On Creativity

the creative muse at play

Why fit in when you were born to STAND OUT? ~~~ attributed to Dr. Seuss

my studio cat muse

(free vector graphic )


To accept ourselves as Artists.

No matter what medium we use, we are all Artists with different skill sets who are at different stages of development and who have a unique voice to sound out.

You understand this best when attending exhibits at shows, Art centers or galleries. Everyone's voice is revealed in their Art. I gain knowledge and appreciation most by viewing Artists' works IN PERSON. It is enthralling to be up close and study another's work which has moved me in some way. No photo can do a work more justice than seeing it in person.

Art is about connecting. What does your voice look like?

Creativity takes courage ~~~ Henri Matisse


Everyone's approach in the creative process is different. Mine is a S-L-O-W movement forward what I call my turtle mode of being because I simply like to take my time. I have discovered that, for me, the planning stage takes as long if not longer than the construction stage. This is my PLAY time, which I absolutely relish.

What sparks my creativity is a challenge, whether it is an outer challenge by an organization or one self-made. Challenges, in the form of a Call For Entry with an organization, S-T-R-E-T-C-H me creatively, offering me an opportunity to express myself in a myriad of ways. I love to look at a theme from a different perspective and portray that angle.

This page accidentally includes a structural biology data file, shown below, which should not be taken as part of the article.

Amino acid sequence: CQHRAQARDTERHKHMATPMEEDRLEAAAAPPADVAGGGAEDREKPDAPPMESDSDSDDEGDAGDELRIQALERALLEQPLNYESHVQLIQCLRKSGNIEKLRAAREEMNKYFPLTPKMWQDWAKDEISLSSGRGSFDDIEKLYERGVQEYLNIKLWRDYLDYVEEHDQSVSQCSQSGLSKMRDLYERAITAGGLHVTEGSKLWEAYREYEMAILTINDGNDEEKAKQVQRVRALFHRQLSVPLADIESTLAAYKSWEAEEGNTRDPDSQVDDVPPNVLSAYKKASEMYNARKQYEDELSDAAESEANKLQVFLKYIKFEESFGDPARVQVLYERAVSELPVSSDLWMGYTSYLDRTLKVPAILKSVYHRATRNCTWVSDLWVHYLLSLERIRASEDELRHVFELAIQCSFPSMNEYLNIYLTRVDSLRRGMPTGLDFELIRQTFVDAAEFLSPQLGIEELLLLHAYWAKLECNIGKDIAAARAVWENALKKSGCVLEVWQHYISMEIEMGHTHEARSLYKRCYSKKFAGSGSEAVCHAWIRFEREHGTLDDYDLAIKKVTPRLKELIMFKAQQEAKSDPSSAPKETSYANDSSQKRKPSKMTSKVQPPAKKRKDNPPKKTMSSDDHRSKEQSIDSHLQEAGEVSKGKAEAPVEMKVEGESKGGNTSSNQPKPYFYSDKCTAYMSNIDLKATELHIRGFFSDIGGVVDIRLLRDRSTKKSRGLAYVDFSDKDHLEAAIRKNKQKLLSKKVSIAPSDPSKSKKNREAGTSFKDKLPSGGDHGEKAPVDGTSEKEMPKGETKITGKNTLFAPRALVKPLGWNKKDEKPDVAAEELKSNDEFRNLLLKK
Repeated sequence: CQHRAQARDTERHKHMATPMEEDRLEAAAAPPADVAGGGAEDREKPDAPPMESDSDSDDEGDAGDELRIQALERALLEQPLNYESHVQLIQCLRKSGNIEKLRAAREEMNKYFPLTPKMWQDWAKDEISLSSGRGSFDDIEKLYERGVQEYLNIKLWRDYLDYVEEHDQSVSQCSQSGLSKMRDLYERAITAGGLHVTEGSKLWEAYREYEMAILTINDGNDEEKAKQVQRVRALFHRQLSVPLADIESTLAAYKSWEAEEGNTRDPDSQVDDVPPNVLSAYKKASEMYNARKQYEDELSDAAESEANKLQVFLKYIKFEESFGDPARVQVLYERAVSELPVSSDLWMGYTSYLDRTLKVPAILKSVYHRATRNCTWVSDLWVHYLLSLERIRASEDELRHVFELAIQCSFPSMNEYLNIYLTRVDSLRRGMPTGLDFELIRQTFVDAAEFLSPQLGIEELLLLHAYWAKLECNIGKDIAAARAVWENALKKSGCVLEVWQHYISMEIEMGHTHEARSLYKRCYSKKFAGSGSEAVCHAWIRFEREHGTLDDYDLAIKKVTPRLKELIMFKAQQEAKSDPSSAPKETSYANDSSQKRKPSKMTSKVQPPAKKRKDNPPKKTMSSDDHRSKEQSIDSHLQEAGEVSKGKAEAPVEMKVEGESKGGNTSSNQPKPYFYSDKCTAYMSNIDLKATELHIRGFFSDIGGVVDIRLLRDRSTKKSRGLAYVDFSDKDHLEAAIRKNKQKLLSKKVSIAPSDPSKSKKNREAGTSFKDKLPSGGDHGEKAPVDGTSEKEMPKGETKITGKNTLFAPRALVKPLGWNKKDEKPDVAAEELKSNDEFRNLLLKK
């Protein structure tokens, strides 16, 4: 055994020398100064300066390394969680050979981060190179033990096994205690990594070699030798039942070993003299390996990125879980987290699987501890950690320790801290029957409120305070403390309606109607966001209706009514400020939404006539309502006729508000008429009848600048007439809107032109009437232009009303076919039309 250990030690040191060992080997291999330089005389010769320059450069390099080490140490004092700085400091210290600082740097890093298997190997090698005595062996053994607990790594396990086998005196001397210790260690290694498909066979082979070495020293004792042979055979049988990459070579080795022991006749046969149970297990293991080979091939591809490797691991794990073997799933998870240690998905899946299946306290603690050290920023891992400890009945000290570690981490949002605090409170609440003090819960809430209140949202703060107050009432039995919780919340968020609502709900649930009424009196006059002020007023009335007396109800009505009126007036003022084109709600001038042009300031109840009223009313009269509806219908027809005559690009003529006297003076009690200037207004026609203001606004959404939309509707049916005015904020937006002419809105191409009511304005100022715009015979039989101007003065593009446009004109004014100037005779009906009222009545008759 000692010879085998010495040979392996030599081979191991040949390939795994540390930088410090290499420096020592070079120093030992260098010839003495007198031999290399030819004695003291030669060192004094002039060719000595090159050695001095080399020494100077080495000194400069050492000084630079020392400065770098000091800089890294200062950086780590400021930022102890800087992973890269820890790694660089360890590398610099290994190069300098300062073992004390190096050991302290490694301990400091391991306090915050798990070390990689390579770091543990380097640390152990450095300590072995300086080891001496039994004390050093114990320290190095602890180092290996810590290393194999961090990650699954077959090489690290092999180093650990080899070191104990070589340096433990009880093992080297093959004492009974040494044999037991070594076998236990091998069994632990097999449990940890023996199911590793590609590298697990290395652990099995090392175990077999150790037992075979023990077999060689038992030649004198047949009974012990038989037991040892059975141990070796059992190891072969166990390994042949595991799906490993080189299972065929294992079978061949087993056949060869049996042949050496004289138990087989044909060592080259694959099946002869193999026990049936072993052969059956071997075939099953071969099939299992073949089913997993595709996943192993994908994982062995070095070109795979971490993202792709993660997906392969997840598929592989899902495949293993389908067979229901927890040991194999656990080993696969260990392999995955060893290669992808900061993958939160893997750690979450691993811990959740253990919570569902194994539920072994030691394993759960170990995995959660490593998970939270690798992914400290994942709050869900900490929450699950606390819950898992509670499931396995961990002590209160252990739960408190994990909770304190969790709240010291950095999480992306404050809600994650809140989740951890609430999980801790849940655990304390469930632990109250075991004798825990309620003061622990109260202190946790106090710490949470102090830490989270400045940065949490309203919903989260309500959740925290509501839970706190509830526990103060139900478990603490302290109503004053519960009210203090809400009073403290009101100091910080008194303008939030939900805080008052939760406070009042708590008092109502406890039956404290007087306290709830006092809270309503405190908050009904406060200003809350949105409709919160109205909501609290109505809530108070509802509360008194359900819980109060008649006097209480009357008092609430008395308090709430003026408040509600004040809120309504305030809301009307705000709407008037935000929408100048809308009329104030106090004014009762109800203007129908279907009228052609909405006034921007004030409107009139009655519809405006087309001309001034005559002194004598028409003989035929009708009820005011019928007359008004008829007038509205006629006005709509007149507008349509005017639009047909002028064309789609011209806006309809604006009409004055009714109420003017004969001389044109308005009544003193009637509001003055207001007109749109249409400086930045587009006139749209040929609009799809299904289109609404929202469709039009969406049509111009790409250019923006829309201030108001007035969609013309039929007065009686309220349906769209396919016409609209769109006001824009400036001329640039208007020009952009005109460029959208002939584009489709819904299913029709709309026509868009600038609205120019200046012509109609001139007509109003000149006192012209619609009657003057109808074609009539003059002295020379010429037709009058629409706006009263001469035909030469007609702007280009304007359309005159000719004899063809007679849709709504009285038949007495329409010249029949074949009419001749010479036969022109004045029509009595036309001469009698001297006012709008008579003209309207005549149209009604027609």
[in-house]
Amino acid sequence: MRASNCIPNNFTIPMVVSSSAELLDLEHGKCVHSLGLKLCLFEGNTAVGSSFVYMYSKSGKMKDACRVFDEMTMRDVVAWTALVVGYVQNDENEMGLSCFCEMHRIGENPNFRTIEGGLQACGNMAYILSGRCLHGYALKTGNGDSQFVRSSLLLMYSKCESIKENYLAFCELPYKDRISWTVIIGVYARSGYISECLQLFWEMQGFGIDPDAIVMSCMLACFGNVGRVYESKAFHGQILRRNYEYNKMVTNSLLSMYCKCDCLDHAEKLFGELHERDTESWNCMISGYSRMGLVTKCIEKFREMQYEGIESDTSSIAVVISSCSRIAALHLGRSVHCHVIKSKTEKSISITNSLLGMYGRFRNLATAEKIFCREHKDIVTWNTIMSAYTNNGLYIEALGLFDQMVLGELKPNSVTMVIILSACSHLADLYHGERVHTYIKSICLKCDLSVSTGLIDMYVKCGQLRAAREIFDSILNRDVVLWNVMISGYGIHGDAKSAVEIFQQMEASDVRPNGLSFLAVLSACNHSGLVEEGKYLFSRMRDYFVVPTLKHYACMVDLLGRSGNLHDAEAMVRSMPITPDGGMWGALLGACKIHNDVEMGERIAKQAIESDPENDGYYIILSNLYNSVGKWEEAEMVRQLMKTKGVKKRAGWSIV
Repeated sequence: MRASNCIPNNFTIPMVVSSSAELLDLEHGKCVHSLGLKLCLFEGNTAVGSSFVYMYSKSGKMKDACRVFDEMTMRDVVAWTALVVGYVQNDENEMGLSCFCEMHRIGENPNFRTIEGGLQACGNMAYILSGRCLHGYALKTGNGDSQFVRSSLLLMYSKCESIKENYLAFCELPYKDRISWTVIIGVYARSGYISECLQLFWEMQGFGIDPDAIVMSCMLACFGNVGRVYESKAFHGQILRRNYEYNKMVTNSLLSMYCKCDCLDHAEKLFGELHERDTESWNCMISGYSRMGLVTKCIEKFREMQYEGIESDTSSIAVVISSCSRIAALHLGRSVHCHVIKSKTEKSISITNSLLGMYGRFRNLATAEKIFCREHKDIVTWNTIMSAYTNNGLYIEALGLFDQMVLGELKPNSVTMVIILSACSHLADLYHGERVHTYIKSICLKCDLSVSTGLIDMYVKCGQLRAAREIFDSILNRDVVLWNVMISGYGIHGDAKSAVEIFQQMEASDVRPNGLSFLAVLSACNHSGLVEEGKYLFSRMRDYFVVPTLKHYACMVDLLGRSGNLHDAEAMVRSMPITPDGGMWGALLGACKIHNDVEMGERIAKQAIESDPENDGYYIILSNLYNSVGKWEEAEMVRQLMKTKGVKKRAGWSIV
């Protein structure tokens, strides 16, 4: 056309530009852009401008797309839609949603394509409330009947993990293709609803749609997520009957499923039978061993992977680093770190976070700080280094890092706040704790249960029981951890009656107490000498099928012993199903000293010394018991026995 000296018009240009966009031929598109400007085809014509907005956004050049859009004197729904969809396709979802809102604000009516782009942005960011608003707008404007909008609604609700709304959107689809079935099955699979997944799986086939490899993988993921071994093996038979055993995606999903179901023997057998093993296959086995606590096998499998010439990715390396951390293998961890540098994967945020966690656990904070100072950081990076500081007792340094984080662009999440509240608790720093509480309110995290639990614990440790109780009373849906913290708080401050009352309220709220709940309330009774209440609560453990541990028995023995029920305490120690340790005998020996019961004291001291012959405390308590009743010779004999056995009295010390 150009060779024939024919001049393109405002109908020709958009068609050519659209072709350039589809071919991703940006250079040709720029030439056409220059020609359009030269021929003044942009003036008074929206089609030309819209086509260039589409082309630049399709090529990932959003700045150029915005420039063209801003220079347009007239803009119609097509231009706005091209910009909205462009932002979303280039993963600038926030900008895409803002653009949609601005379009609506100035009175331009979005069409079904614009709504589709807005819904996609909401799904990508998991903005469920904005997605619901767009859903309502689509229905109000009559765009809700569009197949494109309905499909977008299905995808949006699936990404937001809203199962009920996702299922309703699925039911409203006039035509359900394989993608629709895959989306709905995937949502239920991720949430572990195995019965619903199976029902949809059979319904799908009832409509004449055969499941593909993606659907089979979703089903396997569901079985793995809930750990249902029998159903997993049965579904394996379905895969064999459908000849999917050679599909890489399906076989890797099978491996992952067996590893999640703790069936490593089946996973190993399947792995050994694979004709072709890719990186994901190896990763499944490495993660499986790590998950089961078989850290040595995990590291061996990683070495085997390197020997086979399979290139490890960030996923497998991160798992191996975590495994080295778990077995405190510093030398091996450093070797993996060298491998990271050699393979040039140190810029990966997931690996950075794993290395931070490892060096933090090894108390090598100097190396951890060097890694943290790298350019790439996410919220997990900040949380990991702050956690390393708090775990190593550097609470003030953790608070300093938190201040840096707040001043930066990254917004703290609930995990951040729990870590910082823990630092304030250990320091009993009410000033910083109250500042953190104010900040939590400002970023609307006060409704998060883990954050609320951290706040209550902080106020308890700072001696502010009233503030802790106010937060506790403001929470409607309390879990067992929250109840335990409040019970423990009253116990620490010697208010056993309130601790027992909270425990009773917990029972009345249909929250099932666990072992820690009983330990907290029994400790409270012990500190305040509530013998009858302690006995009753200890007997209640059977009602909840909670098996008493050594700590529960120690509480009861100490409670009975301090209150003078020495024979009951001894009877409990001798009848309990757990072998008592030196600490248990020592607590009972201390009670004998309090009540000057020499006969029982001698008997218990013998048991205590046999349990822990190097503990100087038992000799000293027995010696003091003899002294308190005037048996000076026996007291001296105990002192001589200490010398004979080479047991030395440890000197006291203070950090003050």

To have a work accepted for a juried exhibition is beyond thrilling. To have your unique expression regarded by a larger audience, and to connect with others on a broader level is very special.

Challenges I give myself are completely on my own terms with no deadlines. They expand me when I am ready to try something new without any pressures.

Our works, ultimately, are extensions of ourselves.

the race toward deadlines, yikes!

(clipart world)

my preferred way to travel


When you are authentic, so is your art ~~~ Sarah Ann Breathnach



I am a member of SAQA (Studio Art Quilt Associates), an international organization promoting Art Quilts and the Artists. Each year there are 15 - 17 Calls for Entry for exhibitions SAQA will produce whether regionally or globally. They provide a prospectus with detailed instructions regarding the theme for the exhibit, size restrictions for Art works, shipment and dates for submission and notification.

The global exhibits often tour for 3 years. These juried Art Quilts travel to other continents and will be seen by people in different countries. What local, regional or global exhibitions do is provide greater exposure for your work and create spaces for conversations to develop by the audiences who view your Art.

What challenges you?

The above screen is interactive. You can navigate the entire SAQA site using the screen above.

I shut my eyes in order to see ~~~ Paul Gauguin